Cereja Coffee comes from Brazil not only grown and harvested by our micro producers but also sorted and roasted by our local coffee experts.
Farmers and all other professionals responsible for producing superior quality coffee are involved. Most of quality coffee produced in Brazil is exported as raw material to be roasted at the destination countries, and that’s when brazilian originality is missed. By bringing the final product we assign more value to it at its source and are able to introduce an authentic brazilian coffee to you.
“Send coffee to the other side of the ocean is an idea that many have had before.
Bring top quality coffee with the potential to compete with others here across the ocean is not unheard. Creating Cereja Coffee is part of a plan involving other ideas, the main reason is to recover a heritage which is facing challenges to continue. Our region has been known for great production capacity and has been working hard to still being recognised as such. As one of the people who inherited the commitment to cultivate coffee, I feel it is my responsibility make it possible for our coffee to find in the world people who valorize as much as we do. The place where I was born was one of the largest coffee exporters in Brazil's history in the 19th century, what makes me think that many people in the world have tried our coffee before even not knowing where it came from. My idea is to somehow keep this history going, direct trading our quality coffees and involve all those who here have the same heritage, printing our identity wherever our product goes.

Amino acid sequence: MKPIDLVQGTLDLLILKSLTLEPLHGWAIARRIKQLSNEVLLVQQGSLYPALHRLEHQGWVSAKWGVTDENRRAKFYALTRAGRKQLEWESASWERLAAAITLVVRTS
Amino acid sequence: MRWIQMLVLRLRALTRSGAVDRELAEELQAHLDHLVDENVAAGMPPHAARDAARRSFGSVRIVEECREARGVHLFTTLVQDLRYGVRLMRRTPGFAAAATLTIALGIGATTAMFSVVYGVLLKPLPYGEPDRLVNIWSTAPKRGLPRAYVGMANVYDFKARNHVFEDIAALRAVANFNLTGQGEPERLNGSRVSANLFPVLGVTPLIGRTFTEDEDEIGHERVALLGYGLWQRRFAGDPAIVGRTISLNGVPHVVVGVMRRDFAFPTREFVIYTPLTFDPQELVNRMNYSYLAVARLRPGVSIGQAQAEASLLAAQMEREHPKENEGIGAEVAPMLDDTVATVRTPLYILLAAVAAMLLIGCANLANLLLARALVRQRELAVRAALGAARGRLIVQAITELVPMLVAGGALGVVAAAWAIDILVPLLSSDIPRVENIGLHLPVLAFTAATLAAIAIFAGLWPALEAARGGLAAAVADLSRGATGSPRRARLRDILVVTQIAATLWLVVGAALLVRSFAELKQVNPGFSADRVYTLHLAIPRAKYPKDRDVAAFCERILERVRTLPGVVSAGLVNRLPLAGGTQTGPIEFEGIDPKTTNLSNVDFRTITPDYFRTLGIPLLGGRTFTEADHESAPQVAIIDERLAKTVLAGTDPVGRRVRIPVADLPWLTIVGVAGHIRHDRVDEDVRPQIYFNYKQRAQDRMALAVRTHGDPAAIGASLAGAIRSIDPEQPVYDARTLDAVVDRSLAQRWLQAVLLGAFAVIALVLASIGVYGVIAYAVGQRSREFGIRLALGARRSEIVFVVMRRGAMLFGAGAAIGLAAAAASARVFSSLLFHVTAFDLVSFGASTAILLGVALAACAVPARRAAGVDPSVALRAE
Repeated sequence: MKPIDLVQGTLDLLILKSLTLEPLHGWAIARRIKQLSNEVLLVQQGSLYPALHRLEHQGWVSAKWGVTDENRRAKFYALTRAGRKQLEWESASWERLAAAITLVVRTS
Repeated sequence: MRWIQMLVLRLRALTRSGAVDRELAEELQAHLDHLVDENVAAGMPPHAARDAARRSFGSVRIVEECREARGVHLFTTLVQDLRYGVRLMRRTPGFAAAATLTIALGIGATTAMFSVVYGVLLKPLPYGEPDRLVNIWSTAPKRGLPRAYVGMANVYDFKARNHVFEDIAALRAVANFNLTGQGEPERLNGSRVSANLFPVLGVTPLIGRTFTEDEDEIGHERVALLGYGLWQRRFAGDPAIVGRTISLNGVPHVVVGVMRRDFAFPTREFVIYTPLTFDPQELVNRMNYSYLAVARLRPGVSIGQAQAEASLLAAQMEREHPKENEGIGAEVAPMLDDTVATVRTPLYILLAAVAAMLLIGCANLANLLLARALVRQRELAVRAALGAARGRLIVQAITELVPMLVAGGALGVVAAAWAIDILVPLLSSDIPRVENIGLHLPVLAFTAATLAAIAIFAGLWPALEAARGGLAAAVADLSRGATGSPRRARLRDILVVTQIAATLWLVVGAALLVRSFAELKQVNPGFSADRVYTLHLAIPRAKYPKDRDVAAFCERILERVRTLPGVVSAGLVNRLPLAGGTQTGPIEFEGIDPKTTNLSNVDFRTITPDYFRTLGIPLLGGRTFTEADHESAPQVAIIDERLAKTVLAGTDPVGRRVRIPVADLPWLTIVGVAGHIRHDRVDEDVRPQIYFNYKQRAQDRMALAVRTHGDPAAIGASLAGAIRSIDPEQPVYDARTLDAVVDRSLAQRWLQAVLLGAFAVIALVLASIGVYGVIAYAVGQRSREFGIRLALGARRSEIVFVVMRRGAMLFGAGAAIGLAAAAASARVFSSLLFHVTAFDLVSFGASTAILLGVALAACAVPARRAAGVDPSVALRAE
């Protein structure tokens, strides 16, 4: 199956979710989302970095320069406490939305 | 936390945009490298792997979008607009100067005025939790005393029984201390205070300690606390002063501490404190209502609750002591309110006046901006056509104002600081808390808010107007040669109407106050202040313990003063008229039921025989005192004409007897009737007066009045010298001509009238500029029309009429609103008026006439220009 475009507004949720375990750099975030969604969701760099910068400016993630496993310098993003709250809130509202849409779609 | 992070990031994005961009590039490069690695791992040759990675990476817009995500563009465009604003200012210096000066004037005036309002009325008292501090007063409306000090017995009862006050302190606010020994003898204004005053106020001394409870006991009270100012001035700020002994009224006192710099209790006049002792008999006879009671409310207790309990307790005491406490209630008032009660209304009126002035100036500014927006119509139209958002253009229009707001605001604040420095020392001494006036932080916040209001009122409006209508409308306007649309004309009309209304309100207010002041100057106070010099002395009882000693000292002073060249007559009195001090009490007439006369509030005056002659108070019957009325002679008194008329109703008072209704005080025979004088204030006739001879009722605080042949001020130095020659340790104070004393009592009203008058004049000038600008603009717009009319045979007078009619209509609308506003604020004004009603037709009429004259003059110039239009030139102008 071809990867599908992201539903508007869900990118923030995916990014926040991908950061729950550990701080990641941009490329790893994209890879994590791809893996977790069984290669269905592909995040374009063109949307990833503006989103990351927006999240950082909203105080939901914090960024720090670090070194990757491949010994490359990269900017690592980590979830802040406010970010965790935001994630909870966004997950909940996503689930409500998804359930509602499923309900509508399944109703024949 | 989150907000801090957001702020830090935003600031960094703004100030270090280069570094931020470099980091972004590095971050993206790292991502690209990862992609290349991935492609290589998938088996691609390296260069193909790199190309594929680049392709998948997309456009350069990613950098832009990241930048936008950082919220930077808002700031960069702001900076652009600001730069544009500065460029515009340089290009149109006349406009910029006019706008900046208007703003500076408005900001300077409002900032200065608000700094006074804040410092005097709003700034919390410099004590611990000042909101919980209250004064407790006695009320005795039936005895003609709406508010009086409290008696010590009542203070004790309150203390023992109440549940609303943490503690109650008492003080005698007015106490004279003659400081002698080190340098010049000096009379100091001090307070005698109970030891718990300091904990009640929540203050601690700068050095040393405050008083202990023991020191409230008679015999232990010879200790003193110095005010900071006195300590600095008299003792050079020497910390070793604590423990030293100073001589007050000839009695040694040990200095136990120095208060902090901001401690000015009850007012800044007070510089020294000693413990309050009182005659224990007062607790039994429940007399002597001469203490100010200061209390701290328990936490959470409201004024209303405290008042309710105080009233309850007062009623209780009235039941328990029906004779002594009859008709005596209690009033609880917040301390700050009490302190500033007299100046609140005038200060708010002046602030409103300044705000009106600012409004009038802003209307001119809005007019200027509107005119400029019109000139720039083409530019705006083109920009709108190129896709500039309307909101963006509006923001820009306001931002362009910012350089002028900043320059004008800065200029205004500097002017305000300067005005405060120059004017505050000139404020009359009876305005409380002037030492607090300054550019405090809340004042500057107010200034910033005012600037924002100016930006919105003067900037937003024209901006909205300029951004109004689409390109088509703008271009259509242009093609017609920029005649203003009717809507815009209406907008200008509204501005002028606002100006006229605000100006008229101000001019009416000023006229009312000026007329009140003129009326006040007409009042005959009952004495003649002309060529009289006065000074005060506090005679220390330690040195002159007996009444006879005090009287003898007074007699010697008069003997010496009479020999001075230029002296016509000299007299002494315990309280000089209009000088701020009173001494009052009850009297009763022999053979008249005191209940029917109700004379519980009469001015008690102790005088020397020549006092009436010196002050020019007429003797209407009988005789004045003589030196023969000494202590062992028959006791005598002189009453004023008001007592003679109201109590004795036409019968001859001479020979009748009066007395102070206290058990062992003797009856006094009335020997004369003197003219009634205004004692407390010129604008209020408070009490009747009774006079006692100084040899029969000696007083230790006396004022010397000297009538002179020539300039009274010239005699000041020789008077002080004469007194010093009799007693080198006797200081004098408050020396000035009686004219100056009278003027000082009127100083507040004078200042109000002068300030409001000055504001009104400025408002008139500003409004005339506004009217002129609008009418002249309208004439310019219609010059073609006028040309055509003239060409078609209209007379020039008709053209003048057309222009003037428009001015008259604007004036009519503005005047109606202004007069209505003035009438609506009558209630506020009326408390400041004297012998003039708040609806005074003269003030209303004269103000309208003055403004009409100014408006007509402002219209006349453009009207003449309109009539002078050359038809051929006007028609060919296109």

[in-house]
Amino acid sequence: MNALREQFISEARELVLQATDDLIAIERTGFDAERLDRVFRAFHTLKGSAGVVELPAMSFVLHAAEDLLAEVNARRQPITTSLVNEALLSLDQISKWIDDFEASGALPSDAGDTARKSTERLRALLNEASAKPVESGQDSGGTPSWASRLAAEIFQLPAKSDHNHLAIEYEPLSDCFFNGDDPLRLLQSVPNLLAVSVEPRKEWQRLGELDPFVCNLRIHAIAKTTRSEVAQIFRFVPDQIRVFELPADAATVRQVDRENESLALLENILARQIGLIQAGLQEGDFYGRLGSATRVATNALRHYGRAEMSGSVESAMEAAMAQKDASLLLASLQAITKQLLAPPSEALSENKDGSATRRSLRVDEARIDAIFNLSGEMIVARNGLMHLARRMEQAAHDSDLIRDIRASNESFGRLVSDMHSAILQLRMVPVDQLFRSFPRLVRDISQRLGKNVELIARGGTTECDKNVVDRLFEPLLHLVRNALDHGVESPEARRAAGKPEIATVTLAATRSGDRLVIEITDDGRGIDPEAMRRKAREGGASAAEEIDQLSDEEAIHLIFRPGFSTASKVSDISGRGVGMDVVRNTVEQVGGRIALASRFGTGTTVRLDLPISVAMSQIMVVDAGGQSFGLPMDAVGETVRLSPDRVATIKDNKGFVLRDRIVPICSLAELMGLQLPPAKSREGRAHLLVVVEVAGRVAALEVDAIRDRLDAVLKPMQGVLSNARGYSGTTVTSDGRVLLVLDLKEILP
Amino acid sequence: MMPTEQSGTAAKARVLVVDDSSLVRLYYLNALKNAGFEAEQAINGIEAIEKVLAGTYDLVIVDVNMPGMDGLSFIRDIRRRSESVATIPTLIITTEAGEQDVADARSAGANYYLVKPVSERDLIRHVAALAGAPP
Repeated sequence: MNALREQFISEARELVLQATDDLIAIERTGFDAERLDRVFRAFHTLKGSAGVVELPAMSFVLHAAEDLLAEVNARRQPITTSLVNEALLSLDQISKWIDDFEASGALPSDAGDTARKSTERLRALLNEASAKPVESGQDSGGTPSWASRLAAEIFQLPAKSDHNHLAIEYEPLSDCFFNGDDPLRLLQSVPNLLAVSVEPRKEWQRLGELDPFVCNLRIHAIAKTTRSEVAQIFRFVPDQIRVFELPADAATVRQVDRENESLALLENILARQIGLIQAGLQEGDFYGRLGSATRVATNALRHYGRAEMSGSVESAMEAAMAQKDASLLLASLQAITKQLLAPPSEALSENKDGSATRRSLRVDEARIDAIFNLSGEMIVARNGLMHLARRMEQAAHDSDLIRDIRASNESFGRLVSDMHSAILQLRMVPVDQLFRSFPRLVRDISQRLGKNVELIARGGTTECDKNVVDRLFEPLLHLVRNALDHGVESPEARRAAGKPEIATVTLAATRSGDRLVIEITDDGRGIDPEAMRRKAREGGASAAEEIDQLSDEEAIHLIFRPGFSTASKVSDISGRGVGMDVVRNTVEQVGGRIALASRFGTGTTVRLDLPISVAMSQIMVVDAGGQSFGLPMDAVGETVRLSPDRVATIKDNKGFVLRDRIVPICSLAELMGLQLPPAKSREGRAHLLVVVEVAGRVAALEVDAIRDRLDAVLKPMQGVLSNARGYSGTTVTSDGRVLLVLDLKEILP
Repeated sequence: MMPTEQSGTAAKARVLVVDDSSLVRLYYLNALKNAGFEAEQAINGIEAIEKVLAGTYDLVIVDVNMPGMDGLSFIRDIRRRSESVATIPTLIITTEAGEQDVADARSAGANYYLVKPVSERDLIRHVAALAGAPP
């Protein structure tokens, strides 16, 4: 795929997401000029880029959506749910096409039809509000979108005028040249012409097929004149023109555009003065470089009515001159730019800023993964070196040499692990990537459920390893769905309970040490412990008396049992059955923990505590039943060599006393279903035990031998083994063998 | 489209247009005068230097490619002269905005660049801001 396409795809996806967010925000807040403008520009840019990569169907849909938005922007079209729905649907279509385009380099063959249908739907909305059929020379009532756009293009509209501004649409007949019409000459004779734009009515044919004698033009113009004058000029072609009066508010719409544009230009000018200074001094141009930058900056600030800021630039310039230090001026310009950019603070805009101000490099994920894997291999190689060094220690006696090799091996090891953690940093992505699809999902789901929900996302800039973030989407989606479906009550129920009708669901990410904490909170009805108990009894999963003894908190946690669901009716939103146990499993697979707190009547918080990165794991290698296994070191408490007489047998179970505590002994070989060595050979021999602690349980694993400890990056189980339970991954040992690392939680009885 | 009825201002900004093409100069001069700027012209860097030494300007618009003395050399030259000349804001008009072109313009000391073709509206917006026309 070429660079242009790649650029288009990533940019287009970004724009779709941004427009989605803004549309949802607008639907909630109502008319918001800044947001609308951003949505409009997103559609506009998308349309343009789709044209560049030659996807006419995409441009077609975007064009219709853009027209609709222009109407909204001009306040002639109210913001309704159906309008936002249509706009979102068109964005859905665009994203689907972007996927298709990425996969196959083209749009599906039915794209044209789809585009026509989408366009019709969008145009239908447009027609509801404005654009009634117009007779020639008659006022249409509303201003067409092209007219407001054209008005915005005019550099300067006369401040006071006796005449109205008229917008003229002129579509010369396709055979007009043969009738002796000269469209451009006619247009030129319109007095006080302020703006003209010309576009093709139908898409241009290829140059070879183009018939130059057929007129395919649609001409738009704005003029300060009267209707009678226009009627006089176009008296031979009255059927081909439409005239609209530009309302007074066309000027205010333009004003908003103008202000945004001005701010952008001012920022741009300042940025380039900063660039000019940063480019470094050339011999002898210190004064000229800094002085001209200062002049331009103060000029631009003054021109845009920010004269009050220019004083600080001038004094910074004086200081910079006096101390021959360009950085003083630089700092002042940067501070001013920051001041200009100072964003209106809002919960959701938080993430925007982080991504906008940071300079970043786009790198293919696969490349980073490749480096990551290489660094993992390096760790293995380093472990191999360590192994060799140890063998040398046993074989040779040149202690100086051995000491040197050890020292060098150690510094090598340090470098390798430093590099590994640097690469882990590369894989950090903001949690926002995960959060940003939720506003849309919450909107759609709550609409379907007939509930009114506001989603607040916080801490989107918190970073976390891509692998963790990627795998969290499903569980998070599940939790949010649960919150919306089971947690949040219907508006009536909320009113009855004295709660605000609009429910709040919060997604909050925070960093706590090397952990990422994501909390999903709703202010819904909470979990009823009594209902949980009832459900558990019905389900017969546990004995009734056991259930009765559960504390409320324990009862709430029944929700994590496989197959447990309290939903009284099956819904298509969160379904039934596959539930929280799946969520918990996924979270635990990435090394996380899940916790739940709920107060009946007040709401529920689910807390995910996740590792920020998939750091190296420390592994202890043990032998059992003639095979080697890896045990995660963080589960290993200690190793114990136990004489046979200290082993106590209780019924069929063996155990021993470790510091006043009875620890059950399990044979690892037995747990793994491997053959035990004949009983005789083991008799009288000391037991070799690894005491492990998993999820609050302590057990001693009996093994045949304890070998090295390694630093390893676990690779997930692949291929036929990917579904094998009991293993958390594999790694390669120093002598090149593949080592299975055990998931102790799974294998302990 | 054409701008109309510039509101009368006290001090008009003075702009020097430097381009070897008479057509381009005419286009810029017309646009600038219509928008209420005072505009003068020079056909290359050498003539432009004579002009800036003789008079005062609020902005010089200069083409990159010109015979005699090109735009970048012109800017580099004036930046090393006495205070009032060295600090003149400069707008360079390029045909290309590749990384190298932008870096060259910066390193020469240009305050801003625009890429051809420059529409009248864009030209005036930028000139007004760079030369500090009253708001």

Why? When we are able to make others interested in our origin, our history and our traditions it is like discovering ourselves beyond the time of our lives, a lot of what we are today can be explained when we understand where we came from and those who gene-influenced our preferences and tendencies, and it seems to me the farther we have this recognition, the deeper we find ourselves.
To contribute for the next generations of coffee growers is not just about telling them how to produce good coffee, we must find a new way to afford our tradition. I know it’s not possible to break the coffee trading chain but to find a space in between it’s links might be.”
Viviana da Silveira Bueno - Coffeee producer and Cereja Coffee Owner
Cereja means Cherry in Portuguese. In Brazil we call Cereja the coffee fruits ripe enough to be picked.
First come the little white perfumed flowers, and every flower leaves a little green cherry. The cherry matures for about 5-6 months on the branch of a coffee tree, and by the way a lot can happen during this period, lack of rain, pests, too much rain.. but if we are lucky they will slowly mature, turning from green to slightly red and then to glossy deep red when fully ripe. the same colour of Asian Cherries.
Just to mention, the two fruits can only be compared by colour, a Cherry grow bigger than coffee cherry and it’s pulp is larger, coffee cherry’s pulp is more like a layer of thick sweet juice, a Cherry bears a core and a Coffee Cherry 2 seeds. Their tastes can’t be compared at all.